Epiphytes are plants that depend on other different plants for their nutrition and shelter. Epiphytic roots generally lie on the surface of epiphytes. These roots can be irregularly shaped and they tend to hang down on the surface of other plants for their growth. In this type of root, the root cap is not present. However, they possess a dead spongy tissue, called velamen. Such roots are hygroscopic, which means they utilize velamen for absorbing excess water from the soil. Orchid, Vanda, Denbrodium, etc. are some of the examples of Epiphytic or Aerial roots.
Adventitious roots such as floating roots are found in many aquatic plants. It arises from the node of the horizontal stem plants. Some of these roots stores water and swell up or become inflamed. These inflated roots help the plant float in water. Also, these roots can also involved in the exchange of certain gases. Hence, they can also be referred to as respiratory roots. An example of this well-known root system is Ludwigia.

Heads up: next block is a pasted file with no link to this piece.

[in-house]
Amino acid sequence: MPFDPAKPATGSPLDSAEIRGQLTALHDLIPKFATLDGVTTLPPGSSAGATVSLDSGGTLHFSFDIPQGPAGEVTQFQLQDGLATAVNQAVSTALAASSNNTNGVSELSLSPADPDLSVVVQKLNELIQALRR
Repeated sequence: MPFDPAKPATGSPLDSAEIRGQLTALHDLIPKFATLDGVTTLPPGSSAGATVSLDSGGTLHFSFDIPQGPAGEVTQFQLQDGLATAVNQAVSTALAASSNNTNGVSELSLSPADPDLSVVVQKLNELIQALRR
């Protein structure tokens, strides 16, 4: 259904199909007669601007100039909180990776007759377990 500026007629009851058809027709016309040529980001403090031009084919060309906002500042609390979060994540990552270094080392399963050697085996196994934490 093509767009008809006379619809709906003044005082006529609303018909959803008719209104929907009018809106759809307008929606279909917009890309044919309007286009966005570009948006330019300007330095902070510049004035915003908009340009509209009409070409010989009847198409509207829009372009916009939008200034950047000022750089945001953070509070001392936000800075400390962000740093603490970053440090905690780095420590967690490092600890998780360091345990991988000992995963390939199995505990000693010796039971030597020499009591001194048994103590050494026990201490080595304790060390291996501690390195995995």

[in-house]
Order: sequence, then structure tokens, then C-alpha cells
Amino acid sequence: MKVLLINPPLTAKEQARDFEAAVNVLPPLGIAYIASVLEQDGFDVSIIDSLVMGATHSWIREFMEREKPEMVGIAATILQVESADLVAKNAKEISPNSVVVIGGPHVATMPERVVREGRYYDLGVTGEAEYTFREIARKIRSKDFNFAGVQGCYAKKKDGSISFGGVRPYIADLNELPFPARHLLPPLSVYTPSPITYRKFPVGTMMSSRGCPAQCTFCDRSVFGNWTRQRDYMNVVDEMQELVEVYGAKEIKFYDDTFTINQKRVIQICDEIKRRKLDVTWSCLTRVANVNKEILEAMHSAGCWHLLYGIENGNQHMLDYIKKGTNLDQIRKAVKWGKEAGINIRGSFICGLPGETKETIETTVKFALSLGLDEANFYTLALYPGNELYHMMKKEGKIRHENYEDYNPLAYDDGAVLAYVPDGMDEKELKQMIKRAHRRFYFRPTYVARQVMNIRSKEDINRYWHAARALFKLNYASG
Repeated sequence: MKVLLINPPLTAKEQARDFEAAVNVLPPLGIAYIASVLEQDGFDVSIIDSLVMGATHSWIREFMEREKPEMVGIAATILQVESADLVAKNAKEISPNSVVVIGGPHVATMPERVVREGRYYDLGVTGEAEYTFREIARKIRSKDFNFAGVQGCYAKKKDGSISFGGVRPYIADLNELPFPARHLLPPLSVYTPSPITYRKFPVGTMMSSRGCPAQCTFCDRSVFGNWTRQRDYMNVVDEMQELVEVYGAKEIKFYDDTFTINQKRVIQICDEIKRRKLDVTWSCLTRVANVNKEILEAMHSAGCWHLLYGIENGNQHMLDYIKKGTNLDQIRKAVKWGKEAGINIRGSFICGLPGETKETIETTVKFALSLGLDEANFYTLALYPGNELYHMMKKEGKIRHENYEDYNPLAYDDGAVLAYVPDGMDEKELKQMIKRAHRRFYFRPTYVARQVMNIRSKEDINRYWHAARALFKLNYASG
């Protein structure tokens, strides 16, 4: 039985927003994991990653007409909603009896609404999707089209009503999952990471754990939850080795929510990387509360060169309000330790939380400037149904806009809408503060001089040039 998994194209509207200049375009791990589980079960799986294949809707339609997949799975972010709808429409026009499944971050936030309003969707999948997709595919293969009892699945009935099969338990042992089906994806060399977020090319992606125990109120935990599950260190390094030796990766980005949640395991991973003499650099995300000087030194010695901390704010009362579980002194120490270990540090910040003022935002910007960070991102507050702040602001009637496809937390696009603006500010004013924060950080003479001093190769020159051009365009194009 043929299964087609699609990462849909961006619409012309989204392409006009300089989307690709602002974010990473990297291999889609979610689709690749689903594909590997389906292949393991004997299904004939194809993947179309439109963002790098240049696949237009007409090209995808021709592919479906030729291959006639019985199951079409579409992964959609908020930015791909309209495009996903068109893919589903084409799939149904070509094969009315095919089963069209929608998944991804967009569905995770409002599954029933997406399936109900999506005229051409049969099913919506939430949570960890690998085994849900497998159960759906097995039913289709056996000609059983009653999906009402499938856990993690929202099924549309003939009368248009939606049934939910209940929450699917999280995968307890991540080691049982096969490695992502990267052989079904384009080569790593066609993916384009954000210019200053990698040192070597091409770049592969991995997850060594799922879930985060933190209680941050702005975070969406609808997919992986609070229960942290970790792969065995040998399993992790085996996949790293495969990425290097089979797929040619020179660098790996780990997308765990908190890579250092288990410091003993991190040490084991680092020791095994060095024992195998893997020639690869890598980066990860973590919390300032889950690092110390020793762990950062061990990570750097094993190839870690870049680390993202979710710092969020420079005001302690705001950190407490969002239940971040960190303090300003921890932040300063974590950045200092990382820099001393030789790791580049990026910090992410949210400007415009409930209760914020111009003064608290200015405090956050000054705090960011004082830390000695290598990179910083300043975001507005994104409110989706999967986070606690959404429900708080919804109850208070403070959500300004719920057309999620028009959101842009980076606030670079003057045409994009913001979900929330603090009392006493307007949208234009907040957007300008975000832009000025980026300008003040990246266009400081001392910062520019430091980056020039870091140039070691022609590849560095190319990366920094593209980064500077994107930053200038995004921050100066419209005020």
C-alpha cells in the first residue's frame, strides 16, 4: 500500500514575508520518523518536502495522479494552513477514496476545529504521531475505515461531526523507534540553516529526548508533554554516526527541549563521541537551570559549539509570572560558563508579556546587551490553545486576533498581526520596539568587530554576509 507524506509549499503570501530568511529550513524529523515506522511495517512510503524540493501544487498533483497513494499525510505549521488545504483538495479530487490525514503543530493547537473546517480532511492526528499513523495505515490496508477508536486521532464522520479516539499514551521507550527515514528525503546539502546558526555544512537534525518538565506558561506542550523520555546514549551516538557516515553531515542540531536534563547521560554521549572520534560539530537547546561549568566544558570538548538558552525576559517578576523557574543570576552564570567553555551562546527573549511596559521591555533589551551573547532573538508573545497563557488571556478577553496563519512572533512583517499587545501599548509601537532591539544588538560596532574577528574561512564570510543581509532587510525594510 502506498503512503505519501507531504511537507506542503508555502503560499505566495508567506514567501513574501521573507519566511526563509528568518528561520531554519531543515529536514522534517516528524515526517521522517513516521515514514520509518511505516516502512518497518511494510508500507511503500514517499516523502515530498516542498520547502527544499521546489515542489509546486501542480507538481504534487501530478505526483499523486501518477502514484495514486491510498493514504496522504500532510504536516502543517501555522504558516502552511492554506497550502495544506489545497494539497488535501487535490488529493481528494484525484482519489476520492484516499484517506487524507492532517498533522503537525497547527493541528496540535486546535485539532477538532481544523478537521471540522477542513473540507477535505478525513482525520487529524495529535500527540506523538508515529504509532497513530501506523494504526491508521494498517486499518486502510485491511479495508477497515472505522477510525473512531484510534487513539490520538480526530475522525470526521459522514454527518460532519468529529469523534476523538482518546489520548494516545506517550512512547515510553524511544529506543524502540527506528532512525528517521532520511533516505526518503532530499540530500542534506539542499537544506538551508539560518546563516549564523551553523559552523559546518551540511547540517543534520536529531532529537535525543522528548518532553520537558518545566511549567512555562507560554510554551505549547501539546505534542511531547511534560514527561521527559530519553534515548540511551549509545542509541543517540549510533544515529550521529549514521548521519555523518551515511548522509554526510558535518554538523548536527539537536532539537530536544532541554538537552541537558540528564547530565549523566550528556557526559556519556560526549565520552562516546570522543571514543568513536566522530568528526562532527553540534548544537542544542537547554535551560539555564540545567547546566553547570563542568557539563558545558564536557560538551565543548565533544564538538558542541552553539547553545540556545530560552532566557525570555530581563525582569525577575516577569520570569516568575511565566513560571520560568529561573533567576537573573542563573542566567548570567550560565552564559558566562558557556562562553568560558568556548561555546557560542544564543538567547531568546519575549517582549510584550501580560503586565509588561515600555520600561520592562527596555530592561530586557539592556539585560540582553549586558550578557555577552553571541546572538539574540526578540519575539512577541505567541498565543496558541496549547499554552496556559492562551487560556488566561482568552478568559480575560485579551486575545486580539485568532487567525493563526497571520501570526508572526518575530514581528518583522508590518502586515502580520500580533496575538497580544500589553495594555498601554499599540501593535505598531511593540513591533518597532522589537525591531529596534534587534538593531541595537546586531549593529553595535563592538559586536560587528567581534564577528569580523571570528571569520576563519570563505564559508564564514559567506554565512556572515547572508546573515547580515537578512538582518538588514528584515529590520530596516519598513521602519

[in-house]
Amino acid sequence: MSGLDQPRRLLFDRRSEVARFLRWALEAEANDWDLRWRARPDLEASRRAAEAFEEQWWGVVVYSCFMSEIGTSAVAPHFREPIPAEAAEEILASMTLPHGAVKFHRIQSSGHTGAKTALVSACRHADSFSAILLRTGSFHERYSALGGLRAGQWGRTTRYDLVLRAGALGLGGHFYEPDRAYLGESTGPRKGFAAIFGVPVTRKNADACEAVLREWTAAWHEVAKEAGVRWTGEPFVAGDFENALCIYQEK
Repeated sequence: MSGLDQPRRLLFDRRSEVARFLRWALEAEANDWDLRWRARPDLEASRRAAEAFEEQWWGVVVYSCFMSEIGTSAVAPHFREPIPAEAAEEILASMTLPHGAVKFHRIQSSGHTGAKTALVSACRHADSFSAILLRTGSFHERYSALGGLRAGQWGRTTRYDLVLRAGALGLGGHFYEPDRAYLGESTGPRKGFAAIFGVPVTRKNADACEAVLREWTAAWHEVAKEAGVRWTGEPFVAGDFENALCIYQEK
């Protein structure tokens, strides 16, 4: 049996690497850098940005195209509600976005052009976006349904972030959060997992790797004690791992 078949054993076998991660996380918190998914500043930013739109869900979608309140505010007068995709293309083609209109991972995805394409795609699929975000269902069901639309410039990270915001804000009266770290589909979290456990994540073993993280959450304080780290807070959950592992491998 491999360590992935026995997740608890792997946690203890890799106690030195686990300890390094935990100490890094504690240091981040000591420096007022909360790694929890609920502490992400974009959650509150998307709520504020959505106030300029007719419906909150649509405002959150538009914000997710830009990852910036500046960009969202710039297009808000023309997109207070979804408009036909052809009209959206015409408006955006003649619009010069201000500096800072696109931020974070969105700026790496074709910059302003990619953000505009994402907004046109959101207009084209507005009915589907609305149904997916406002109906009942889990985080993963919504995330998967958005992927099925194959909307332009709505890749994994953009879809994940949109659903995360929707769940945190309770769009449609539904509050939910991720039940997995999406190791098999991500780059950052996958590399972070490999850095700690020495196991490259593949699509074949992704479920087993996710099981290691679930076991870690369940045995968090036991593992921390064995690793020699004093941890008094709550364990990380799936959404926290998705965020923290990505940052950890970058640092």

Another type of adventitious root system which you might not have heard of is mycorrhizal roots. Mycorrhizae mean the symbiotic relationship between fungus and a higher plant. This symbiotic relationship is built when the fungus absorbs the nutrients within the soil. Then, the plant supports this fungus with organic food. Some of its renowned examples are Pine, Snow Plant, and Monotropa.
Haustoria or Sucking Roots
Parasites absorb nutrients from the host. To facilitate this function, they produce microscopic roots, known as sucking roots or Haustoria. The significance of the term “Haustoria” is these roots are also found in non-green parasitic shrubs and plants. To collect nutrition, sucking roots emerge from the node and delve deeper into the connecting tissue of the recipient. Cuscuta and Mistletoe are the most common examples of Sucking roots. Reproductive roots are the kind of adventitious roots that help plants in their reproduction. These roots first develop the buds that later turn into the shoot to facilitate the process of reproduction. These roots, if cut and planted into the soil, can give rise to the new growth of a plant. These roots can also be the way of processing vegetative propagation in plants. Examples of Reproductive roots include Dahlia and Sweet Potato.